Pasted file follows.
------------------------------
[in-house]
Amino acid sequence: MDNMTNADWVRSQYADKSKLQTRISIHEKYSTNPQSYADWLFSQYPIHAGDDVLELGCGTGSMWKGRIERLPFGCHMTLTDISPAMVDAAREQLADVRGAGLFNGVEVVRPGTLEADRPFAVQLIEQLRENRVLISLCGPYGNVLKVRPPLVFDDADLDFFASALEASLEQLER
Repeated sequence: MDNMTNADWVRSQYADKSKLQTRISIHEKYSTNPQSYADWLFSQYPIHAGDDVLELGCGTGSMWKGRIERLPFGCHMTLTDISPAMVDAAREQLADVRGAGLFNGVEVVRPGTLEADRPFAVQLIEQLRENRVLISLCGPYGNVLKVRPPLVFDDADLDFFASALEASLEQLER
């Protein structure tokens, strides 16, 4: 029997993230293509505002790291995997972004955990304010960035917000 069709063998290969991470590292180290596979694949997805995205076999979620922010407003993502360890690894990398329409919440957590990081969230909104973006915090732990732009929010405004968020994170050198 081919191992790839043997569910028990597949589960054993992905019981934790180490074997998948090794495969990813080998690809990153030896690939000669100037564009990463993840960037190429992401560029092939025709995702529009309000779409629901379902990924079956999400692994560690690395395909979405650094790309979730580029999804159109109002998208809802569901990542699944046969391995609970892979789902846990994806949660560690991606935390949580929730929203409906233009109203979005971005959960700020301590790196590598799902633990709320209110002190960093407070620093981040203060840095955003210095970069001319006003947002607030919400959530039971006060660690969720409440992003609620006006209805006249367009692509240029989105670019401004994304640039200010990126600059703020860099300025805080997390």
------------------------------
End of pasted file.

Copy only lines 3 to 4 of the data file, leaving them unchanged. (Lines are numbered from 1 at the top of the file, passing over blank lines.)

Repeated sequence: MDNMTNADWVRSQYADKSKLQTRISIHEKYSTNPQSYADWLFSQYPIHAGDDVLELGCGTGSMWKGRIERLPFGCHMTLTDISPAMVDAAREQLADVRGAGLFNGVEVVRPGTLEADRPFAVQLIEQLRENRVLISLCGPYGNVLKVRPPLVFDDADLDFFASALEASLEQLER
């Protein structure tokens, strides 16, 4: 029997993230293509505002790291995997972004955990304010960035917000 069709063998290969991470590292180290596979694949997805995205076999979620922010407003993502360890690894990398329409919440957590990081969230909104973006915090732990732009929010405004968020994170050198 081919191992790839043997569910028990597949589960054993992905019981934790180490074997998948090794495969990813080998690809990153030896690939000669100037564009990463993840960037190429992401560029092939025709995702529009309000779409629901379902990924079956999400692994560690690395395909979405650094790309979730580029999804159109109002998208809802569901990542699944046969391995609970892979789902846990994806949660560690991606935390949580929730929203409906233009109203979005971005959960700020301590790196590598799902633990709320209110002190960093407070620093981040203060840095955003210095970069001319006003947002607030919400959530039971006060660690969720409440992003609620006006209805006249367009692509240029989105670019401004994304640039200010990126600059703020860099300025805080997390």